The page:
Saturday, April 13, 2013

Colonizing the asteroids starts at home!

When I first heard of this proposal I was reminded of the recommendations of the Space Studies Institute to do ore processing experiments on orbit as the first step to building O'Neill colonies. They were talking about using Lunar regolith simulant in low Earth orbit, with the goal of developing the techniques to utilize the products of a future lunar mining operation, but as an asteroid resources advocate I'd always preferred to think about doing the same thing with a captured asteroid.

A few years ago I wrote about colonizing a near-Earth asteroid (without moving it), with a focus on artificial gravity issues. The reality is that we don't yet know enough about the composition of any asteroids to have a decent shot at making water, oxygen, plant nutrients, or any of the other things you'd need for a space colony. We need to learn it before the colonists are sent, and having a captured asteroid to experiment on is a great way to do it.

Ultimately, though, the largest asteroids you can capture won't be big enough for a colony. Designing a mission to take a few hundreds of people out to (at least) 20 lunar distances is quite a challenge if you want to get them there healthy and ready to build a new world. Most problems can be solved by throwing mass at it, but typically that means more launches. Having material that is already in orbit, especially high lunar orbit or the Lagrange points, which you can use for shielding, know how to process into consumables or even structural components, would be of great help.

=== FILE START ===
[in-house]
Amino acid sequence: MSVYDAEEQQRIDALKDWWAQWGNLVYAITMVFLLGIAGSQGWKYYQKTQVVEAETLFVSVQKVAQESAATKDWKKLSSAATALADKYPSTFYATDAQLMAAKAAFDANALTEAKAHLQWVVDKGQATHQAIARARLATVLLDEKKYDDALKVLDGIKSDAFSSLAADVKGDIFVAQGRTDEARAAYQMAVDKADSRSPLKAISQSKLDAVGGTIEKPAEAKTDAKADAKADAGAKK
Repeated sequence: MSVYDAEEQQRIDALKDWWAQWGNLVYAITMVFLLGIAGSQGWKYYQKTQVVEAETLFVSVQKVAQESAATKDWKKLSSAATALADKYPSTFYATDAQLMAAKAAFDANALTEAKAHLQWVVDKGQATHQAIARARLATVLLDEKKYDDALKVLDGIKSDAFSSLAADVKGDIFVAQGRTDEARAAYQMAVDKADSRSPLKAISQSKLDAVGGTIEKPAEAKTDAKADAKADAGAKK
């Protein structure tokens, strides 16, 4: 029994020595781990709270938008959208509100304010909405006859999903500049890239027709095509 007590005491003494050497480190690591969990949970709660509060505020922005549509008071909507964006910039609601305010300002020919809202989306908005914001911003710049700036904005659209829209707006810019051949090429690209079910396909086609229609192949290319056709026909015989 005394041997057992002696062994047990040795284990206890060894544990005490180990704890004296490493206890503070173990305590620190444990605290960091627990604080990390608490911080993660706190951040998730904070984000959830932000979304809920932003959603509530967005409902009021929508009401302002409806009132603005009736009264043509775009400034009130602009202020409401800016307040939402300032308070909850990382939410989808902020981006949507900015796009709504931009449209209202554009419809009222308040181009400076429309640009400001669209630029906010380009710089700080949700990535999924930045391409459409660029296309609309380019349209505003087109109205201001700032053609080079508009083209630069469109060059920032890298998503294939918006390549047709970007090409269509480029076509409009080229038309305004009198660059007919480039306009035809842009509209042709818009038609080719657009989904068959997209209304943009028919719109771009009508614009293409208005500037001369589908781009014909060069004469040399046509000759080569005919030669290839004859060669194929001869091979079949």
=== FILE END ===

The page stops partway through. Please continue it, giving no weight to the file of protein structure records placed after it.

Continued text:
How likely is survival of that first colony? Mostly, they'd be cut off from resupply - close approaches to Earth of the same asteroid only happen infrequently. If they are to survive and thrive they'll have to be independent and stubborn. They'll need to see what they're doing as important and have a forward looking motivation.

After just a generation, they may be ready to expand. If their home is an Apollo asteroid, they might have the option of hopping over to the asteroid belt. Their well-honed technology will come in handy there. Eventually they may pull apart entire asteroids to make O'Neill type colonies, or just very large spaceships.

Visiting Earth will be easier for the asteroid dwellers than visiting the asteroids is for the Earthicans.

1 comment:

  1. If they are to survive and thrive they'll have to be independent and stubborn.

    That would be a day to look forward to.

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